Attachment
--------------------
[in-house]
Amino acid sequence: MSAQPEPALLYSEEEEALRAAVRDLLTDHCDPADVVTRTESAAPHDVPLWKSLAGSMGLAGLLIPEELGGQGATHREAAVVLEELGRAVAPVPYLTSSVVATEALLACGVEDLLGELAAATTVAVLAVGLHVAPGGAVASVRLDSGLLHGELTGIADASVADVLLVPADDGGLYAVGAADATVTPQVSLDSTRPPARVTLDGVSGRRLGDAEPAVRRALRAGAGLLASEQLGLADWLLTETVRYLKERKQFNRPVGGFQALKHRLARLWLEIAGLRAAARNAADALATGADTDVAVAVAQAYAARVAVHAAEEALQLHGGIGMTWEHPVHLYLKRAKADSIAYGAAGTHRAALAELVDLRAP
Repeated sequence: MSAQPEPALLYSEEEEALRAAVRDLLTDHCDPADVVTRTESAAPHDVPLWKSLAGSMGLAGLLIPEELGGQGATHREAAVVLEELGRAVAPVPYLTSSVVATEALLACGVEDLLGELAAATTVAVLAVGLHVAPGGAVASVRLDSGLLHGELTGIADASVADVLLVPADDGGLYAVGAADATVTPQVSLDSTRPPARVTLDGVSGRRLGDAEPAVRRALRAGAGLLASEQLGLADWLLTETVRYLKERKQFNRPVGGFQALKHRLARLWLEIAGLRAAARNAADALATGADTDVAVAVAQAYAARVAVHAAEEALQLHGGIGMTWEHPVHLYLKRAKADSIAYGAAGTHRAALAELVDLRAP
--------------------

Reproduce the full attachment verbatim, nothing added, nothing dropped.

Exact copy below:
[in-house]
Amino acid sequence: MSAQPEPALLYSEEEEALRAAVRDLLTDHCDPADVVTRTESAAPHDVPLWKSLAGSMGLAGLLIPEELGGQGATHREAAVVLEELGRAVAPVPYLTSSVVATEALLACGVEDLLGELAAATTVAVLAVGLHVAPGGAVASVRLDSGLLHGELTGIADASVADVLLVPADDGGLYAVGAADATVTPQVSLDSTRPPARVTLDGVSGRRLGDAEPAVRRALRAGAGLLASEQLGLADWLLTETVRYLKERKQFNRPVGGFQALKHRLARLWLEIAGLRAAARNAADALATGADTDVAVAVAQAYAARVAVHAAEEALQLHGGIGMTWEHPVHLYLKRAKADSIAYGAAGTHRAALAELVDLRAP
Repeated sequence: MSAQPEPALLYSEEEEALRAAVRDLLTDHCDPADVVTRTESAAPHDVPLWKSLAGSMGLAGLLIPEELGGQGATHREAAVVLEELGRAVAPVPYLTSSVVATEALLACGVEDLLGELAAATTVAVLAVGLHVAPGGAVASVRLDSGLLHGELTGIADASVADVLLVPADDGGLYAVGAADATVTPQVSLDSTRPPARVTLDGVSGRRLGDAEPAVRRALRAGAGLLASEQLGLADWLLTETVRYLKERKQFNRPVGGFQALKHRLARLWLEIAGLRAAARNAADALATGADTDVAVAVAQAYAARVAVHAAEEALQLHGGIGMTWEHPVHLYLKRAKADSIAYGAAGTHRAALAELVDLRAP